1. Recognize that lapsing is a normal part of recovery.
I don’t say that to justify lapsing or use as a cop out when things get difficult. I say it as a reminder that your recovery doesn’t have to be perfect in order to produce results. That said, no one’s recovery is perfect. Everyone has set backs and struggles. Everyone makes mistakes, messes up, and reverts to old behaviors — not because they’re weak or incapable, but because recovery is really, really difficult. Your behaviors helped you cope with trauma and incredible emotional pain. They allowed you to numb out and they kept you afloat when you felt like you were drowning. Letting go of something that helped you survive for so long is not easy. And it doesn’t happen over the course of a few days or months. It’s terrifying, painful, incredibly challenging, and it takes time. So be compassionate with yourself and your process. You’re doing the best you can to fight this and recover and it’s all you can ask of yourself.
2. Use the lapse as a learning experience.
You can’t go back in time and change the fact that you lapsed, but you can choose how you respond to it. You can wallow in self-pity, beat yourself up, and use what happened as an excuse to continue using behaviors. Or you can choose to use what happened as a learning experience. You can look at the lapse as an opportunity to collect important information about what triggers you to use behaviors and what you need in the moment to avoid a future lapse.
3. Be curious.
Judging yourself for having a lapse doesn’t get you anywhere. It makes you feel worse and it keeps you stuck. Instead of feeding the cycle of self-hatred, treat yourself with compassionate curiosity and start asking questions:
What need did you have in the moment that wasn’t being met? Were you feeling lonely? Sad? Depressed? Angry? Hurt? Disappointed? Rejected? Invisible? Inadequate? When you turned to behaviors to cope, what were you really looking for? Did you need to feel safe? Did you need a way to express your feelings? Did you need to feel seen and heard? Did you need a distraction? Comfort? Control? How could you have gotten that need met in a non self-destructive way? And how can you take care of yourself in the future when these triggers come up again?
You don’t have to know the answer to all of these questions right now, but it’s important to start exploring and being curious.
4. Treat yourself like you would a friend.
If you had a friend or loved one who lapsed, you wouldn’t put them down. You wouldn’t call them a failure. You wouldn’t see them as worthless. And you wouldn’t discount all the progress they had made. You would treat them with kindness and compassion. You would give them a hug, remind them of how far they’ve come, and reassure them that just because they had one lapse doesn’t mean they can’t turn things around and get back on track.
Well, you’re not an exception. You deserve to be treated with the same forgiveness and love you would so willingly give to anyone else who was struggling. So when your self-hating thoughts get loud and tell you that you’re a failure for lapsing, challenge them. And if in the moment it’s difficult to be nice to yourself, think of what you would say to someone you care about and apply those positive counters to your own thoughts.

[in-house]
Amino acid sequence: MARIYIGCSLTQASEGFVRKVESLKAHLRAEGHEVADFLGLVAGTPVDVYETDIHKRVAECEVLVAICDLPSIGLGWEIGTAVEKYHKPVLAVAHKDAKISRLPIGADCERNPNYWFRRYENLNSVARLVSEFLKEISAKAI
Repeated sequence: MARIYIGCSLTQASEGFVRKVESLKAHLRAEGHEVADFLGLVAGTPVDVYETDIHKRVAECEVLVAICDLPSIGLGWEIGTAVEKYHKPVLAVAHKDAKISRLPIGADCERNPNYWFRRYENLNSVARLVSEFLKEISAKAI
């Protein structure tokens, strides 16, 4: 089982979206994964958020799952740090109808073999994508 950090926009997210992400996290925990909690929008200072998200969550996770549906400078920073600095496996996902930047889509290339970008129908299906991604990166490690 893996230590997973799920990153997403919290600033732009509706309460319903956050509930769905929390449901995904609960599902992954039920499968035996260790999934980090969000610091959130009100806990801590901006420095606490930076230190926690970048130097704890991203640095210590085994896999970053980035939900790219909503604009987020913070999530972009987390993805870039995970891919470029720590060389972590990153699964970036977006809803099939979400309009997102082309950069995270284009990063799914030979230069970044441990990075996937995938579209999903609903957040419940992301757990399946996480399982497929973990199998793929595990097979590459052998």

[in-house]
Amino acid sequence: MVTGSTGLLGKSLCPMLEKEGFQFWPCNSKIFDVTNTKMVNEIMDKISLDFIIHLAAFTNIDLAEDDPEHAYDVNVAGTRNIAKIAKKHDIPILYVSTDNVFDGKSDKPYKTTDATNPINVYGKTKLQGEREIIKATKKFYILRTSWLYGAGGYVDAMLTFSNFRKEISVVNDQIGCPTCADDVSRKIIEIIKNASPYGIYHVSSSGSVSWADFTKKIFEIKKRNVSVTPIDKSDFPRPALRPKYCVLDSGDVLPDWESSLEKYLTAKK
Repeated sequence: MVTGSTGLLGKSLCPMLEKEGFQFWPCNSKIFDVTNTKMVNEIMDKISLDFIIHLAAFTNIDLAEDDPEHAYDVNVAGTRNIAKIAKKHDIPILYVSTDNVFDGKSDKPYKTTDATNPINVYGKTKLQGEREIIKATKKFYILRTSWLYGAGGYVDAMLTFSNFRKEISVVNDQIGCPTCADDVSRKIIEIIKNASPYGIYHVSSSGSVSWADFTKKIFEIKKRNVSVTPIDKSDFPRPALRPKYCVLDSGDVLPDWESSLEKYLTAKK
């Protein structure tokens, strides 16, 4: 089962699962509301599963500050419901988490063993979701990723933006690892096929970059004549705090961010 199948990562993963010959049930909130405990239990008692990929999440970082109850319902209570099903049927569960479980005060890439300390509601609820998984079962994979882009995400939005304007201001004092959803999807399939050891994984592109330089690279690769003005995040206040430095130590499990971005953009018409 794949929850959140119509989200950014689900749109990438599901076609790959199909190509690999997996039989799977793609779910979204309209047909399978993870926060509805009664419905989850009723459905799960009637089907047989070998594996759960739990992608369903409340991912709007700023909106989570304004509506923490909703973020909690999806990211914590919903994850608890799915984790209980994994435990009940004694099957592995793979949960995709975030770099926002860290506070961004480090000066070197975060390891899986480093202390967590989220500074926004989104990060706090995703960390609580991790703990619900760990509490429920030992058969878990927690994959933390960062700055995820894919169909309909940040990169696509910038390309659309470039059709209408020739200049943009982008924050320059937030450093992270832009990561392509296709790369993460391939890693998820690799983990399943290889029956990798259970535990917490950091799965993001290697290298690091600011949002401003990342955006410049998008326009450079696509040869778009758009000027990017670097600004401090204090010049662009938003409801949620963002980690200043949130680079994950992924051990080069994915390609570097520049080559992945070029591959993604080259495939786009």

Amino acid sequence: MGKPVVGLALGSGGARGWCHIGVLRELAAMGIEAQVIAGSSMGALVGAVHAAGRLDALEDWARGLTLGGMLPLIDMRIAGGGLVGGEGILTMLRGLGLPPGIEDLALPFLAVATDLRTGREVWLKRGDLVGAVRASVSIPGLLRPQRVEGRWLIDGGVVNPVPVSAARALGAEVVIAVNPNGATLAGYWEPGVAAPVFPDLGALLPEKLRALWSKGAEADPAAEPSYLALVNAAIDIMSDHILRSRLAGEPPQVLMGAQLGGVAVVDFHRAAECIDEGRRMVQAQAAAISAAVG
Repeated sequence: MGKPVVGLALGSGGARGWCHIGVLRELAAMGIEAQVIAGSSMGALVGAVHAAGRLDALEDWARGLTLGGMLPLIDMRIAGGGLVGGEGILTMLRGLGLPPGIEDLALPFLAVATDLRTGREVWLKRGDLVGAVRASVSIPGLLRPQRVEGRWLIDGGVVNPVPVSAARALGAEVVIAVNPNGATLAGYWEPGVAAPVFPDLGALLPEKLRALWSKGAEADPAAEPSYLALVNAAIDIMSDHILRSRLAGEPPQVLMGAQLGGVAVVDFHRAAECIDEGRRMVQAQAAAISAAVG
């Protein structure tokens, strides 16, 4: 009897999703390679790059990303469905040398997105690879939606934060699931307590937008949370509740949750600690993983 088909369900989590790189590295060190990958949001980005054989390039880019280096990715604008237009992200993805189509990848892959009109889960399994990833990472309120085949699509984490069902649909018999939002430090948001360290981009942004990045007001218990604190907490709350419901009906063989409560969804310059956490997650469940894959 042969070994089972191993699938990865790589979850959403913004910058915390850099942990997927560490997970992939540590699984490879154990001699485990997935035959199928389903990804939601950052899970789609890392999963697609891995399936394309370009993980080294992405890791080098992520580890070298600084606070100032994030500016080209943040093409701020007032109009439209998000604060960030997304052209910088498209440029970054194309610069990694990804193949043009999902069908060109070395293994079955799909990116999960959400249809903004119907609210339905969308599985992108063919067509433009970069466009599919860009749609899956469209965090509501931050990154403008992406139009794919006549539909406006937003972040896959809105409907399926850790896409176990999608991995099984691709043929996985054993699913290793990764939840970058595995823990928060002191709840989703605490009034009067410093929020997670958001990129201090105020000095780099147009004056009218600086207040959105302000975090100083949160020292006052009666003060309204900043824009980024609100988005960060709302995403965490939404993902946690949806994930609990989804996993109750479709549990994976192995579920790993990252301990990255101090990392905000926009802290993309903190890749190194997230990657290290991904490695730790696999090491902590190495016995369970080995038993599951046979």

5. Reach out.
Don’t isolate and withdraw. It may feel safer, but it only perpetuates the pain you feel and keeps you stuck. In order to get back on track, you have to talk about what happened. You have to be honest with yourself and your support network. You have to give yourself permission to ask for help, use your voice, and make your needs known. Keeping secrets keeps us sick. If we want to heal, we have to break the silence.
6. Get extra support.
If you’re struggling, you deserve to ask for help. Denying yourself extra support when things start going down hill isn’t noble or self-sacrificing. It’s self-destruction, and it’s a sure-fire way to put yourself at risk for another lapse. There is nothing shameful about asking for more help. It doesn’t make you weak. It doesn’t make you a disappointment. And it doesn’t make you a burden. It makes you someone with the courage to be honest and the strength to make recovery a priority. It makes you determined and admirable and brave. It’s self-care and in order to get back on track and heal, it’s imperative.
7. Focus on progress, not perfection.
One lapse does NOT discount all of the days you went without using behaviors. It doesn’t make you weak or incapable or inadequate. It doesn’t make you a failure or erase your progress, and it definitely doesn’t mean you can’t get better. All a lapse means is that you were hurting so deeply and didn’t know how else to cope. It was a bad decision, but it doesn’t make you a bad person. It makes you human. The lapse was just a bump in your road to recovery, but it doesn’t mean you have to start all over. You’re just continuing your journey right where you left off. So don’t give up. You willget to where you need to be in your own time. Until then, breathe, be patient, and trust that as long as you keep pushing forward, reaching out for help, and picking yourself back up, no matter how many times you lapse, you can and will recover.
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